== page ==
“According to this ancient text of great wisdom, the worst of the sinners, the life-takers, rapists, and conquerors, will die when fire rains from the sky. Those who stood watch as mere witnesses to the crimes of their people will drown in the tides extinguishing the flames. The earth will crack open to swallow the rest of the cowardly, miserable, pathetic human beings, including us. The heavenly beings, whatever you may call them, will weep at our tragic demise. Why don’t they save us, you ask? Well, that is the divine plan. We are humble mortals who dare not understand the cosmic pattern of the universe. We shall obey our creator and accept our death when the time comes!”
Their voice rises to the ceiling and echoes throughout the library as they let their book fall to the floor with a loud thud, take an extravagant bow, and sit back on the couch. They stare at Azra with fire in their eyes, their chest rising and falling with quick, shallow breaths.
“You make fun of old beliefs, but you are too lazy and directionless to find something to believe in yourself,” says Azra.
“What is there to believe in?” replies Derin, “all the spells we try fail, all our books are full of crap, all our so-called comrades deserted us.”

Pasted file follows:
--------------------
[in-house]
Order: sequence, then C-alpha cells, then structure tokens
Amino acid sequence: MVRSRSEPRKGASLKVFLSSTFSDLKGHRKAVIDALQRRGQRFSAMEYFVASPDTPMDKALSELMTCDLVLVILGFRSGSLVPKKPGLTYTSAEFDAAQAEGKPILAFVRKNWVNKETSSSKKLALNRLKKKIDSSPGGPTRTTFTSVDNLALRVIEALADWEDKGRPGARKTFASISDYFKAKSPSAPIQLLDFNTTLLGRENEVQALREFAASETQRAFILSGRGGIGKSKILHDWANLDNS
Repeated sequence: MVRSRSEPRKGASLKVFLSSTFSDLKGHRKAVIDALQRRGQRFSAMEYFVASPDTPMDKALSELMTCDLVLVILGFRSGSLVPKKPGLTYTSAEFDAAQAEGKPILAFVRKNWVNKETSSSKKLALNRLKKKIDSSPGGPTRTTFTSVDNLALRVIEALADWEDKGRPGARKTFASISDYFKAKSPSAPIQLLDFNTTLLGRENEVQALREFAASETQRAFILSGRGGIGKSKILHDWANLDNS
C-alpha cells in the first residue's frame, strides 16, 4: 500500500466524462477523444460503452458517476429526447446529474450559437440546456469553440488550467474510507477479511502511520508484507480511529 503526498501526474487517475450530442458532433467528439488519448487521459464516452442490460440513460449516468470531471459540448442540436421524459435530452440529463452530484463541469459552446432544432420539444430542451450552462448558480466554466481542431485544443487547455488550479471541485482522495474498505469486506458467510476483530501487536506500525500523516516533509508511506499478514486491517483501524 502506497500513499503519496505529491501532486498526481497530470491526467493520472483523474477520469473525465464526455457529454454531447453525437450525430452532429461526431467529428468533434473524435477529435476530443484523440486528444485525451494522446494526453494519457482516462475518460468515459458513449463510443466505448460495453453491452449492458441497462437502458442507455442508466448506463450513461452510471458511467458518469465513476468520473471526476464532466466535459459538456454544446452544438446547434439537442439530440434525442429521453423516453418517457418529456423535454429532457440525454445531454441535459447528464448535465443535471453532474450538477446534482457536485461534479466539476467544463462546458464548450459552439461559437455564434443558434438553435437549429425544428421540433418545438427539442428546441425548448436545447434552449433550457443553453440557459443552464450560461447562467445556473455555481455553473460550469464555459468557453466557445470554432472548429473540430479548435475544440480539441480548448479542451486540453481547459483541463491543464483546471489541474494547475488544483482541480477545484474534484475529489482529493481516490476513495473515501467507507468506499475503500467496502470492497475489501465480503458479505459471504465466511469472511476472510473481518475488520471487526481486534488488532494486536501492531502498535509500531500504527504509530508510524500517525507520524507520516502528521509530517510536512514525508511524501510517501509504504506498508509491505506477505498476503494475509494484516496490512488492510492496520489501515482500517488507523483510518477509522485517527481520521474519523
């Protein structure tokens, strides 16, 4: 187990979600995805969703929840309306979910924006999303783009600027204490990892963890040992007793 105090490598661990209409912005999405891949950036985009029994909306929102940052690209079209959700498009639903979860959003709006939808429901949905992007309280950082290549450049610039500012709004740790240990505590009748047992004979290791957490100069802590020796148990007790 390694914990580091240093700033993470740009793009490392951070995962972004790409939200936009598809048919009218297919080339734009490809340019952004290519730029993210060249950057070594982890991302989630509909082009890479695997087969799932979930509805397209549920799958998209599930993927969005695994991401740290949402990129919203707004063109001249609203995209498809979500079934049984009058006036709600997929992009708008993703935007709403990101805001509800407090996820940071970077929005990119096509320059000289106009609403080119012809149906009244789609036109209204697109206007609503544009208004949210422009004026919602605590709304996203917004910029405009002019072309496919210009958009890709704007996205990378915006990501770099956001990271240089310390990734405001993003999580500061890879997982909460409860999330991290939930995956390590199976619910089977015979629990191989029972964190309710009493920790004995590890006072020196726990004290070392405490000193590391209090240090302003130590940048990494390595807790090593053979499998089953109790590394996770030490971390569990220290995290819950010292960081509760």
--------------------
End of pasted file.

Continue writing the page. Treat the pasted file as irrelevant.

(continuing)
“Stop complaining like a little child. No one told you this job will be easy.”
“Oh please, I never complained because it is difficult,” Derin spits the words out, “stop taking yourself so seriously and quit acting like you are in charge. Nothing we do matters anyways.”
“Speak for yourself. I make it matter!”
“You make it matter?” Derin gives out a chuckle in disbelief, “You can barely interact with all the people on the ground who are living through it all. You make your calculations and cast your spells and spit out orders from your castle so that you can keep pretending that everything you do matters.”
“You know what,” replies Azra, “feel free to leave this keep if you feel like it is so insignificant. No one is keeping you here.”
“I am not going to run away from fear like you do,” replies Derin, “Plus, I have nowhere else to go,” they add in a somewhat quieter voice.
“How can you blame me with cowardice?” asks Azra.
“Stop pretending, you two,” says someone, “I know it terrifies you as much as it terrifies me.”
The storm ensues outside, the candles keep dripping, the fireplace is about to go quiet.
“Why did you make us rehearse all of it, then?” asks the youngest.
“I want to know what to feel, what to do, what to deny, what to believe in when the time comes. I want to know how to cry, how to laugh, how to be afraid, how to be brave. I need someone to teach me how to die. I need someone to die with me. But no one will.”
Someone gets up and starts blowing out the candles in the room.
“I guess I’ll have to figure it out on my own.”